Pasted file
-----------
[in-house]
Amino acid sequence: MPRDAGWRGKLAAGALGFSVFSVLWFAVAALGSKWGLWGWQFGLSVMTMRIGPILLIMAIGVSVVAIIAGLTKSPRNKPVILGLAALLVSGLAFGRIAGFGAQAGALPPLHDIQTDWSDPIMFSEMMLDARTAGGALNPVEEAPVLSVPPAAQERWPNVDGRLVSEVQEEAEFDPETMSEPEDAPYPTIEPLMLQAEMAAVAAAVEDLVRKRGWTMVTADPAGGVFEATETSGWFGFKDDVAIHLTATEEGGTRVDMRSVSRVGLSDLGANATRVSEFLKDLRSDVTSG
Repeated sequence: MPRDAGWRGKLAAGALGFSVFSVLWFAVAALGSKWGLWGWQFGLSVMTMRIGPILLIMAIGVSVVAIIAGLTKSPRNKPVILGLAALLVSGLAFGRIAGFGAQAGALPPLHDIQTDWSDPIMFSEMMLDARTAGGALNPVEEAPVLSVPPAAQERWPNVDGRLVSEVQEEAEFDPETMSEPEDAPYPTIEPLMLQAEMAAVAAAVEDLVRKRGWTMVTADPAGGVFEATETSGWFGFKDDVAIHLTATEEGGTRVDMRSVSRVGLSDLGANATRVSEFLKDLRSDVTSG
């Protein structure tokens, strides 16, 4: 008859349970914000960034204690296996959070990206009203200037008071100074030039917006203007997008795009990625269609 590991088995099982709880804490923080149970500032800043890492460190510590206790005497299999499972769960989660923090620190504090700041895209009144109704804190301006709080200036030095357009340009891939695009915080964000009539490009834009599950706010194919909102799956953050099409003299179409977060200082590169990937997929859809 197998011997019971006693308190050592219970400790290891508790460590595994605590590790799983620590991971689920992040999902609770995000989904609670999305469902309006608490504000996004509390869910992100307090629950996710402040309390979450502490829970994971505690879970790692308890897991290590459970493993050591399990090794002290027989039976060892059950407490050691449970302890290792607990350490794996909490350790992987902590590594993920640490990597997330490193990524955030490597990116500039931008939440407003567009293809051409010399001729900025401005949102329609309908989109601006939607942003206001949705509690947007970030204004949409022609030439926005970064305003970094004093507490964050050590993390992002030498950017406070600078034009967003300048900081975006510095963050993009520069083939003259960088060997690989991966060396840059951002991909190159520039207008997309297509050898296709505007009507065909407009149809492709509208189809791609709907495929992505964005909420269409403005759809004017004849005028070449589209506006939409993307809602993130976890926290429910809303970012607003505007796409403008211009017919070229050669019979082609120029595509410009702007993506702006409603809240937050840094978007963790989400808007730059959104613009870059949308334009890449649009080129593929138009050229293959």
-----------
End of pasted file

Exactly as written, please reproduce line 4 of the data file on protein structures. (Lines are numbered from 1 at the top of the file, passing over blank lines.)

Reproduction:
């Protein structure tokens, strides 16, 4: 008859349970914000960034204690296996959070990206009203200037008071100074030039917006203007997008795009990625269609 590991088995099982709880804490923080149970500032800043890492460190510590206790005497299999499972769960989660923090620190504090700041895209009144109704804190301006709080200036030095357009340009891939695009915080964000009539490009834009599950706010194919909102799956953050099409003299179409977060200082590169990937997929859809 197998011997019971006693308190050592219970400790290891508790460590595994605590590790799983620590991971689920992040999902609770995000989904609670999305469902309006608490504000996004509390869910992100307090629950996710402040309390979450502490829970994971505690879970790692308890897991290590459970493993050591399990090794002290027989039976060892059950407490050691449970302890290792607990350490794996909490350790992987902590590594993920640490990597997330490193990524955030490597990116500039931008939440407003567009293809051409010399001729900025401005949102329609309908989109601006939607942003206001949705509690947007970030204004949409022609030439926005970064305003970094004093507490964050050590993390992002030498950017406070600078034009967003300048900081975006510095963050993009520069083939003259960088060997690989991966060396840059951002991909190159520039207008997309297509050898296709505007009507065909407009149809492709509208189809791609709907495929992505964005909420269409403005759809004017004849005028070449589209506006939409993307809602993130976890926290429910809303970012607003505007796409403008211009017919070229050669019979082609120029595509410009702007993506702006409603809240937050840094978007963790989400808007730059959104613009870059949308334009890449649009080129593929138009050229293959």